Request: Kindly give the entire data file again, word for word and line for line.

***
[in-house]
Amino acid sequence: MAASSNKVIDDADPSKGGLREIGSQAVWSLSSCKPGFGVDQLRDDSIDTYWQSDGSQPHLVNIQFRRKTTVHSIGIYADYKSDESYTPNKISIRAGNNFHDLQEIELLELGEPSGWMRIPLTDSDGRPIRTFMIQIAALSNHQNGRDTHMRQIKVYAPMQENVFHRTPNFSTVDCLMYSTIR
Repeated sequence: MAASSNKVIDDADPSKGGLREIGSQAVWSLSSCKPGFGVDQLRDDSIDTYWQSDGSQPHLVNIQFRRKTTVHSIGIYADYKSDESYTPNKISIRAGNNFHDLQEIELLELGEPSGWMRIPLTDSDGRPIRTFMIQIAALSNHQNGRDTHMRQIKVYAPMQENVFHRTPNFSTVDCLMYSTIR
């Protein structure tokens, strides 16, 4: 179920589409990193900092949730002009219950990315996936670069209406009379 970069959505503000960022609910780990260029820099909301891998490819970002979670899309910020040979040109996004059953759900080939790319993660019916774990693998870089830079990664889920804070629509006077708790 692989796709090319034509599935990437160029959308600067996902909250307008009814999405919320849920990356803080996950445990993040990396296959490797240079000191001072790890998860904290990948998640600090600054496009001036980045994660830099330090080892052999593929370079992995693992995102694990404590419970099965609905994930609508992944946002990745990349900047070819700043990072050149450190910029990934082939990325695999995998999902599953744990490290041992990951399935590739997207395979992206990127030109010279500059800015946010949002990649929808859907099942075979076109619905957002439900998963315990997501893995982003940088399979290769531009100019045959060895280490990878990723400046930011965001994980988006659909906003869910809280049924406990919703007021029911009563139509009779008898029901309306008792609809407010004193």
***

[in-house]
Amino acid sequence: MAASSNKVIDDADPSKGGLREIGSQAVWSLSSCKPGFGVDQLRDDSIDTYWQSDGSQPHLVNIQFRRKTTVHSIGIYADYKSDESYTPNKISIRAGNNFHDLQEIELLELGEPSGWMRIPLTDSDGRPIRTFMIQIAALSNHQNGRDTHMRQIKVYAPMQENVFHRTPNFSTVDCLMYSTIR
Repeated sequence: MAASSNKVIDDADPSKGGLREIGSQAVWSLSSCKPGFGVDQLRDDSIDTYWQSDGSQPHLVNIQFRRKTTVHSIGIYADYKSDESYTPNKISIRAGNNFHDLQEIELLELGEPSGWMRIPLTDSDGRPIRTFMIQIAALSNHQNGRDTHMRQIKVYAPMQENVFHRTPNFSTVDCLMYSTIR
């Protein structure tokens, strides 16, 4: 179920589409990193900092949730002009219950990315996936670069209406009379 970069959505503000960022609910780990260029820099909301891998490819970002979670899309910020040979040109996004059953759900080939790319993660019916774990693998870089830079990664889920804070629509006077708790 692989796709090319034509599935990437160029959308600067996902909250307008009814999405919320849920990356803080996950445990993040990396296959490797240079000191001072790890998860904290990948998640600090600054496009001036980045994660830099330090080892052999593929370079992995693992995102694990404590419970099965609905994930609508992944946002990745990349900047070819700043990072050149450190910029990934082939990325695999995998999902599953744990490290041992990951399935590739997207395979992206990127030109010279500059800015946010949002990649929808859907099942075979076109619905957002439900998963315990997501893995982003940088399979290769531009100019045959060895280490990878990723400046930011965001994980988006659909906003869910809280049924406990919703007021029911009563139509009779008898029901309306008792609809407010004193």